It culminates with the adventurous “Rocketman” sequence, in which Elton tries to drown himself in his swimming pool after a drug overdose, and miraculously pulls out of it to perform the first of his two legendary Dodger Stadium concerts in 1975. “We flipped the switch and it got pretty weird,” said Smith. “A lot of distorted sound design and mixing went into the crowd at the party to the point where Elton feels totally detached from his surroundings when he gets on that diving board. He’s about as lonely as you could get at that point.
“Underwater, the music takes over in a really lovely way [with string effects from Martin]. It’s a beautiful fantasy with his child-like self singing and we were very keen on making it unreal. From then on, it was a slow build to the stadium where we still wanted the music to drive it. The stadium crowd sings with him and when he shoots up like a rocket, Dolby Atmos became our friend. We build to this crazy crescendo and then you have this sudden cut back to reality when he’s [jolted] inside the plane. It’s quite a dynamic there.”
Meanwhile, Tarantino lent an important cultural dynamic to his soundtrack by emphasizing snippets from AM radio station KHJ, an LA institution in the ’60s. “There are so many examples of songs developing alongside the action in the film,” said supervising sound editor Stateman. “And then the KHJ [disc jockeys] kind of glued it together with a sense of Los Angeles. They provided a color. Quentin described Don Steele and Humble Harve [Miller] as almost as powerful as evangelical types. Kids tuned in to KHJ not only to get their music, but to have a sense of what’s happening in their world. News and information given to them by these disc jockeys.”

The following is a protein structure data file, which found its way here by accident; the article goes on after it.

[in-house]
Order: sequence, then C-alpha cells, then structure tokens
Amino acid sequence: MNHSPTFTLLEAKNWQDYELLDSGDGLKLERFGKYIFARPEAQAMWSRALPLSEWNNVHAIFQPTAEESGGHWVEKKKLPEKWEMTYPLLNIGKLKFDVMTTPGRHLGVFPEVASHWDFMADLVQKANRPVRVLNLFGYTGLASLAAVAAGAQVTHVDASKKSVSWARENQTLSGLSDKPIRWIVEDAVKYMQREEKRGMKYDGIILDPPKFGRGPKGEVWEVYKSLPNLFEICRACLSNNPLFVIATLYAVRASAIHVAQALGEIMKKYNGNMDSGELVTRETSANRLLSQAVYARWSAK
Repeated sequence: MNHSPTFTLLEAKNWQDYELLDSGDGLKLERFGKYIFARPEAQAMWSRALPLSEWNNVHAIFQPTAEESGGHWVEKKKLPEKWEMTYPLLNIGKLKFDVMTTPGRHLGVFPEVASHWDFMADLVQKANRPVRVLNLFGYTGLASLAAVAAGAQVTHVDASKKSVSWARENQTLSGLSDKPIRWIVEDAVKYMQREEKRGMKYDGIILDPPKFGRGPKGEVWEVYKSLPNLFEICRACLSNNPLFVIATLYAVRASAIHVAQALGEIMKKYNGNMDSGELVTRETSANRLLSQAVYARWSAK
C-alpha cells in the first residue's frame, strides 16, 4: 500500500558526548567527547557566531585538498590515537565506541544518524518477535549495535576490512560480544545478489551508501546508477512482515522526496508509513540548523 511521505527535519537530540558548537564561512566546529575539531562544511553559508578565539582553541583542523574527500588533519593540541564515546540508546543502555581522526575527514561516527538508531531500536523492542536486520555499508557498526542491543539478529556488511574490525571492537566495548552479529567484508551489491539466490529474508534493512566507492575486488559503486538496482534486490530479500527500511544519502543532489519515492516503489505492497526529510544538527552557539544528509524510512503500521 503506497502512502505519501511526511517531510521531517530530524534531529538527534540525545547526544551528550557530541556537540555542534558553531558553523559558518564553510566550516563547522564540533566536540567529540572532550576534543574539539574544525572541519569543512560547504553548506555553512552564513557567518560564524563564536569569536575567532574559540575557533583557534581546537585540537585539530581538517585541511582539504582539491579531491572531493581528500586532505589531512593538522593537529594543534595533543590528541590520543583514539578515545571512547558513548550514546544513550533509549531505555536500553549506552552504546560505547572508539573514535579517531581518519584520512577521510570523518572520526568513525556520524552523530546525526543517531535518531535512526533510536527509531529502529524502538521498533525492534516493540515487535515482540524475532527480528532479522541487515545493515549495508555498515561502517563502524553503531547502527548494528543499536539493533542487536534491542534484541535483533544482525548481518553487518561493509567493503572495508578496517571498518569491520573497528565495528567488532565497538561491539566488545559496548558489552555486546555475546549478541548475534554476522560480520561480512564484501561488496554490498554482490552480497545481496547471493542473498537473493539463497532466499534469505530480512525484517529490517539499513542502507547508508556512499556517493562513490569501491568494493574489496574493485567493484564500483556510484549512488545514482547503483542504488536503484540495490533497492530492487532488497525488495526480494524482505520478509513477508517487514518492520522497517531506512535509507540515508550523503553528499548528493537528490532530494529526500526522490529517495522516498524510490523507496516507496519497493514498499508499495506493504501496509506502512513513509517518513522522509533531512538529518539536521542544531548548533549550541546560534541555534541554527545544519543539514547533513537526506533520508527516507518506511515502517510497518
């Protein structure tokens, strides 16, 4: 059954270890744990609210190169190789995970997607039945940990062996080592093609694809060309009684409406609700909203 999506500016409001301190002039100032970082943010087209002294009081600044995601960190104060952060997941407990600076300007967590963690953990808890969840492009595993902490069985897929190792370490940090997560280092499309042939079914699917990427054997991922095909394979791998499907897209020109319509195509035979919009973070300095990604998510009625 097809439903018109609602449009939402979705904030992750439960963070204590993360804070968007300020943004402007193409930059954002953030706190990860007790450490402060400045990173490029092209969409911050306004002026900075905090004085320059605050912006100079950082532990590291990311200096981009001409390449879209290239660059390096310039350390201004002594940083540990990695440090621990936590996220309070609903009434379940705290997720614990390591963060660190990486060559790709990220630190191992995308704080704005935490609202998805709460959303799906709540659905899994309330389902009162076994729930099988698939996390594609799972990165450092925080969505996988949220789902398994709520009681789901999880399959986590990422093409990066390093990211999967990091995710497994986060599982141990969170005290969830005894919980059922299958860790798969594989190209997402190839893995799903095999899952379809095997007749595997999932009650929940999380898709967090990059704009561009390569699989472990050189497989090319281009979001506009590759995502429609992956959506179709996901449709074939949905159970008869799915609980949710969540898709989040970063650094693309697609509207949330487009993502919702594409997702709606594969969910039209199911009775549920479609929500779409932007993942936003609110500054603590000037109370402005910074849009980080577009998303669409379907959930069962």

In fact, the playlist functions as its own character. For example, after Cliff drops Rick off in Benedict Canyon (the site of the Manson Family slaying of Sharon in the summer of ’69) he listens to “Hector” by The Village Callers, “Ramblin, Gamblin’ Man” by Bob Seger, and “The House That Jack Built” by Aretha Franklin on KHJ during the drive home to his trailer in Van Nuys.
“It’s a strong signal from Quentin about time and place being an essential environment for the characters to emerge and connect with the audience,” added sound mixer Mark Ulano, who received a jump drive from Tarantino with 48 hours of KHJ log tapes two months before the shoot. “He’s very committed to creating concrete, genuine environments with which the actors can build their characterizations. We always have music on the set anyway, but here it was a real time setter for 1969 and for Quentin this was a crossroads.”
Programming the songs was an ongoing process in collaboration with music editor Jim Schultz. “We had potentially five layers of each song: the raw, 1-inch speaker in a mid-’60s vehicle, tinny sound and layered up to the other extreme: full bandwidth, more internal and inside your head, as opposed to the environment it was operating in. Each of those layers would be drawn on in the final mix, depending on where we were at.
“Certain pieces were latch points, like the Jose Feliciano ‘California Dreamin’ [which Cliff listens to as he speeds away from his spooky encounter with the Manson Family at the Spahn Ranch]. For me, the dominant thing I’m focused most on is keeping the connection between the audience and the characters as a believable identity. And it was great for mixing in [Dolby] Atmos. The idea is you can have up to 128 elements in a theater at any given time, and have them move around discreetly and co-exist in space holographically.”